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Primus: Cyberbullying Resources for Parents

“This collaboration supported new knowledge and a deeper understanding of cyberbullying prevention resources designed for caregivers and other adults working with youth in the community.”

Johanna Sam, Graduate Student 

            What do you get when you combine research, experience and a desire to support children and youth in navigating the digital world safely?  For PREVNet and Primus, you get an innovative website designed for and tested by parents that provides online tools and resources designed to promote safe online environments for children and youth. This year PREVNet researcher Dr. Jennifer Shapka of the University of British Columbia and her graduate students worked closely with Primus to develop a website to help parents and caregivers learn more about cyberbullying and helping kids stay safe online.

Screenshot of Primus and PREVNet resource

A screenshot of the new resource. 


What did they do?

The goal of the project was to create a website that would meet the needs of parents who wanted to learn more about cyberbullying and internet safety. In order to incorporate parent feedback, the team utilized a national survey, focus groups and a review of the other cyberbullying websites currently available to parents. This process ensured that the information on the new website was accurate, empirically sound and reflective of the needs of parents. The team also recognized that technology changes rapidly, so in an effort to keep the content of the site current they did not focus on specific apps and current trends but rather on common themes for all types of apps and how each theme impacts children and youth at different developmental stages.

In reflecting on the project, Dr. Shapka noted that everyone on the team provided thoughtful critiques that were motivated by the intention to create a meaningful tool for parents. She noted that working with an industry partner allowed for the utilization of different skillsets and resources that would have otherwise been unavailable. Sue Clark, the Primus representative stated this project has succeeded in helping to bring awareness, educate families to tackle cyberbullying problems proactively and keep children safe on social media. These kinds of successful partnerships are why PREVNet remains committed to creating meaningful, collaborative relationships between researchers and partner organizations to promote research and tools.

Partnerships like this also have positive impacts on those involved. For Dr. Shapka, the benefits have been directly connected to her research as she continues to develop her own ability to engage in knowledge mobilization activities. Moving forward she plans to incorporate the benefactors of her research into her research questions by considering who will benefit and how will they access the information, in the same way that this project incorporated the needs and views of parents when creating the site. Her graduate students shared similar comments. Rachel Baitz, MA described her experience working on the project as a privilege, highlighting her experience watching the parents in a testing group navigate and learn from the website. “Once the site is live, I think we will have achieved our aim for a larger group of parents all over Canada” she reflected. Another graduate student working on the project, Johanna Sam, MSc stated that one of the benefits of this partnership was the collaboration that happened across disciplines. She noted that through collaboration and participatory strategies (such as the focus groups) they were able to translate the knowledge to make it accessible to parents.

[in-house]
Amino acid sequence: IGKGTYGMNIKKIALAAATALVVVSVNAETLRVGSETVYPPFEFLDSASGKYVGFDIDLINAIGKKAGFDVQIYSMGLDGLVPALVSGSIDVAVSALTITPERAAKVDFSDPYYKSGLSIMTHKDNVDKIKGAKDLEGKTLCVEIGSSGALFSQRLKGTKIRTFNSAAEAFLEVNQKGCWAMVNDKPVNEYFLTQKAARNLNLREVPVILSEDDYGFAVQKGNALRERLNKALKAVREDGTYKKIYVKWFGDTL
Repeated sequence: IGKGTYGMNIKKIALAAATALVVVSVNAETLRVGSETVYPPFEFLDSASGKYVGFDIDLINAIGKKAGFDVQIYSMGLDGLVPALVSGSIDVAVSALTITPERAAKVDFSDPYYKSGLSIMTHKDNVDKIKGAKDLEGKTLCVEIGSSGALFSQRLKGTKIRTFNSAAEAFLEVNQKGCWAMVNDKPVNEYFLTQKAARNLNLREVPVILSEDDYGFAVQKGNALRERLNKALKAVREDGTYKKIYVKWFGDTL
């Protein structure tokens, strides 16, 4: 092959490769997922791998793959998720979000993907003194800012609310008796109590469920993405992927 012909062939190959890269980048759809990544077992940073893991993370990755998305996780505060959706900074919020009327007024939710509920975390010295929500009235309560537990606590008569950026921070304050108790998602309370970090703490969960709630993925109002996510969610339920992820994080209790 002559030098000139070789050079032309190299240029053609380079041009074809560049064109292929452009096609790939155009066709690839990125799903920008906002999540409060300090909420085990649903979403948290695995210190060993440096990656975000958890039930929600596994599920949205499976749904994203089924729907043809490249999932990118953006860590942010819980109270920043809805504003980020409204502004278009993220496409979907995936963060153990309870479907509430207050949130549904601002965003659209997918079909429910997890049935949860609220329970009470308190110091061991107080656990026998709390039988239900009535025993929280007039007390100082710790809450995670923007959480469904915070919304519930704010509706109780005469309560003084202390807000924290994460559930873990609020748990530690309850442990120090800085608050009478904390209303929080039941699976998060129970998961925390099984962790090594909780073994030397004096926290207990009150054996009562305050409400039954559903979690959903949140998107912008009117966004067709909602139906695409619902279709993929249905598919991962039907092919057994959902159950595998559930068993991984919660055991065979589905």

So what can parents expect?

            Parents and caregivers from a wide range of communities across Canada can look forward to a publically accessible website that is specifically designed to meet their needs and answer their questions about cyberbullying and keeping children and youth safe online. It will feature articles, blog posts and interactive content based on the latest research and information available. Dr. Shapka and her graduate students will be frequently blogging about current research and new projects. Their goal is to not only promote new research but to provide a space to engage with the media’s portrayal of cyberbullying for the benefit of parents. “The media portrays the internet as a scary place for kids because of things like cyberbullying,” Dr. Shapka commented. “This will be a new venue to engage in discussion around these issues.” Their desire is that parents and caregivers will engage with the content and learn more about the tools and resources available to them.

Visit the new website here.

Read the press release here

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